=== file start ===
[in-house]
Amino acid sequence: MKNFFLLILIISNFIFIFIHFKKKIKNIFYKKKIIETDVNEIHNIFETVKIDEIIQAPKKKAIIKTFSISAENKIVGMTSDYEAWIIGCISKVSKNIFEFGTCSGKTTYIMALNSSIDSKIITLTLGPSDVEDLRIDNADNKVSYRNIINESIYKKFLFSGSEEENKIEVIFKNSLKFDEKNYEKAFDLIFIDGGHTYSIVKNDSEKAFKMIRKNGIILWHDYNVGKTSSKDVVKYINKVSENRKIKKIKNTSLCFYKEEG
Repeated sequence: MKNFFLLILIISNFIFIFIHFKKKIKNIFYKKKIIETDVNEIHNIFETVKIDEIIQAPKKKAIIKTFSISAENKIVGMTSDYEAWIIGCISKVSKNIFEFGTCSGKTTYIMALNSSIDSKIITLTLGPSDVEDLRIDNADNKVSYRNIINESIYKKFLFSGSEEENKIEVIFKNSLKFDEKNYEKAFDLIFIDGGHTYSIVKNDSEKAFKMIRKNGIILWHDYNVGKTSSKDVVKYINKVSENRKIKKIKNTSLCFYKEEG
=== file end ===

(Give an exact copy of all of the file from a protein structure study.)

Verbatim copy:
[in-house]
Amino acid sequence: MKNFFLLILIISNFIFIFIHFKKKIKNIFYKKKIIETDVNEIHNIFETVKIDEIIQAPKKKAIIKTFSISAENKIVGMTSDYEAWIIGCISKVSKNIFEFGTCSGKTTYIMALNSSIDSKIITLTLGPSDVEDLRIDNADNKVSYRNIINESIYKKFLFSGSEEENKIEVIFKNSLKFDEKNYEKAFDLIFIDGGHTYSIVKNDSEKAFKMIRKNGIILWHDYNVGKTSSKDVVKYINKVSENRKIKKIKNTSLCFYKEEG
Repeated sequence: MKNFFLLILIISNFIFIFIHFKKKIKNIFYKKKIIETDVNEIHNIFETVKIDEIIQAPKKKAIIKTFSISAENKIVGMTSDYEAWIIGCISKVSKNIFEFGTCSGKTTYIMALNSSIDSKIITLTLGPSDVEDLRIDNADNKVSYRNIINESIYKKFLFSGSEEENKIEVIFKNSLKFDEKNYEKAFDLIFIDGGHTYSIVKNDSEKAFKMIRKNGIILWHDYNVGKTSSKDVVKYINKVSENRKIKKIKNTSLCFYKEEG